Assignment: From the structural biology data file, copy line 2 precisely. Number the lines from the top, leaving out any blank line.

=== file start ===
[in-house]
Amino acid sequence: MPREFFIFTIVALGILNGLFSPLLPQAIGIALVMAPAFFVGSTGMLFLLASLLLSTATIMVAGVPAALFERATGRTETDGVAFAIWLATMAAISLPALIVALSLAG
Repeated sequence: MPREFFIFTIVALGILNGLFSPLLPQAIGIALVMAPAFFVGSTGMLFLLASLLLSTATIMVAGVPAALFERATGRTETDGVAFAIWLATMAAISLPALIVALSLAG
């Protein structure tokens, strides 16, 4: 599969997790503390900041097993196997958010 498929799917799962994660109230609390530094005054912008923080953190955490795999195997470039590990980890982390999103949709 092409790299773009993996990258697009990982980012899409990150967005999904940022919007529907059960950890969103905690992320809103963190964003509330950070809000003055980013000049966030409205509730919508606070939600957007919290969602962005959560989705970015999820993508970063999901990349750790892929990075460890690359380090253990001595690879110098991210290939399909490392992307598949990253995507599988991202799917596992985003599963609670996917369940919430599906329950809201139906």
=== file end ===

Amino acid sequence: MPREFFIFTIVALGILNGLFSPLLPQAIGIALVMAPAFFVGSTGMLFLLASLLLSTATIMVAGVPAALFERATGRTETDGVAFAIWLATMAAISLPALIVALSLAG